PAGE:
Telecoms operators are in a category of their own when it comes to customer experience and support. They often have millions of private and business customers, for a start, and customers are their most valuable assets. They also have to combine “legacy” systems with newer technology and services, and manage myriad service and product options across a number of different platforms.
What’s more, telecoms operators are in the midst of a battle being fought on several fronts. They face growing competition from OTT players and Internet companies that are muscling in on their turf, and are fighting to stay relevant in a world where consumers have numerous communications options at their disposal.
Telcos also have to face up to the fact that as things stand, they are not popular with customers because their support services have not kept pace with changing demands. What’s more, they are losing out to players that are perceived as being “trendier” - and certainly more nimble. Today’s “digital natives” are far more technology savvy than previous generations of customers. A more sophisticated approach is required in this increasingly virtualised world.
For telcos, good customer relationship management is not only required but is essential to their future survival. Indeed, the customer experience is one of the few last areas where operators can differentiate themselves. In order to manage these diverse and highly complex organisations, a robust and scalable CRM system should be placed at the heart of the telco business and form an integral part of the corporate strategy.
Finding the right CRM system is, however, easier said than done: given all the choices that are available today, where do you start? What aspects of a CRM system are required to allow a telco to manage the customer experience better than before to enable it to stand out from the pack?
Cross-industry CRM systems fail due to their inflexibility and heaviness. Those CRM systems are not logical products for telcos because of their fixed processes and fixed data schemas – they cannot integrate well with the complexity of the CSPs’ existing systems. As recent evidence for such failures, a well-established cross-industry vendor is understood to have paid a heavy court settlement for its product failure.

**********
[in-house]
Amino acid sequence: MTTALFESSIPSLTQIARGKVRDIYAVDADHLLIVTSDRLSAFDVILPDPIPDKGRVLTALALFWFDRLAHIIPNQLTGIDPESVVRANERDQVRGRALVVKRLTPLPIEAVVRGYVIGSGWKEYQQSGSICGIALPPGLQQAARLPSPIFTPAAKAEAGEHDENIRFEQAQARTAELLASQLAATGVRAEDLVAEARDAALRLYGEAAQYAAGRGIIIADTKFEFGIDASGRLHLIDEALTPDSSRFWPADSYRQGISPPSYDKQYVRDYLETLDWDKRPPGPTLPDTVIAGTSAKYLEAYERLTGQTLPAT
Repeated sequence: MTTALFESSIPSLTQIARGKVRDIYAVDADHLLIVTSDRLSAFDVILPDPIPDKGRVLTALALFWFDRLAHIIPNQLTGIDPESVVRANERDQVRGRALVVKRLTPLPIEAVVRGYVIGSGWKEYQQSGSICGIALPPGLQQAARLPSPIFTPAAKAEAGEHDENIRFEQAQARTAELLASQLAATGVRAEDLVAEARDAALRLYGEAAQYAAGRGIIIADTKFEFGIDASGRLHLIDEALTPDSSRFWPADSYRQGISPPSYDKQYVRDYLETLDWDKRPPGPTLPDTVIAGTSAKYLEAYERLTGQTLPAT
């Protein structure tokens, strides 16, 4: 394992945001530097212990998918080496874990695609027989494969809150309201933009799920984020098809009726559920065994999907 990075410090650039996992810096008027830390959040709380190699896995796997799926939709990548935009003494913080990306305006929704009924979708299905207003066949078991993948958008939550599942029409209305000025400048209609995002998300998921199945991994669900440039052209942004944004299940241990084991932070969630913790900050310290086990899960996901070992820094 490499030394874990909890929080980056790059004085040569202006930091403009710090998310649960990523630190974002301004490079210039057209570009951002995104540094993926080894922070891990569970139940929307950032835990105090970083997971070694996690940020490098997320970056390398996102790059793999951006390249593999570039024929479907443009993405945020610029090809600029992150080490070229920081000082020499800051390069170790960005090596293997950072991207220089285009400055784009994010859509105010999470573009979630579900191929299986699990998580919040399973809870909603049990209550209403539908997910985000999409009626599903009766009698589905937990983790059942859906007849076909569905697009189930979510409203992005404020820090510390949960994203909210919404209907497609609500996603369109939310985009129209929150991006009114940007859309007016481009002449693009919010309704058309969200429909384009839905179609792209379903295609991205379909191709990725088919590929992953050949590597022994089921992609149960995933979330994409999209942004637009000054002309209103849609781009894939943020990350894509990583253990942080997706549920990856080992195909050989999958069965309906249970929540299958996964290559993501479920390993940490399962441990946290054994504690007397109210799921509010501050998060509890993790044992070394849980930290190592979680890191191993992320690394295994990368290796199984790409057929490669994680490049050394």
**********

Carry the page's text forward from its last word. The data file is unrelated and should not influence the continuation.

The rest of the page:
What the industry needs is telco CRM – a CRM tool that is industry-specific, appropriate, proven in high order and product volumes, offers broad functionality, and has well-designed user interfaces and the agility to integrate with existing and modern telecom infrastructure. The CRM tool should enable full multi-channel and omni-channel integration, interaction with new business models, support multi tenants, and should be integrated with products and service catalogues. On top of these requirements, the perfect CRM tool should provide big data analytics and social CRM tools in order to gain actionable insights to improve overall customer experience management – it needs to be the true definition of a 360 degree view of the customer.
Whether you choose a platform that is on-premise or in the cloud, the CRM system should be highly customer centric, providing valuable insights into customer behaviour and usage. It should be comprehensive and provide a “360-degree customer view” of all aspects of the customer relationship throughout the customer lifecycle. That also means being able to react when there is an issue that could prompt a customer to churn to another provider. In essence, a robust CRM solution should enable a telco to obtain a single view of the customer and provide proactive support when and where required.
Customer relationships play a huge role in determining the success or failure of any telecoms operator’s business. Manage customer interactions well, and they will enjoy lasting relationships and improved ARPU. Conversely, they could start to bleed customers if the experience remains poor. Worse still, those customers now have access to social media that enables them to share poor experiences with their peers, meaning that potential new subscribers are lost forever.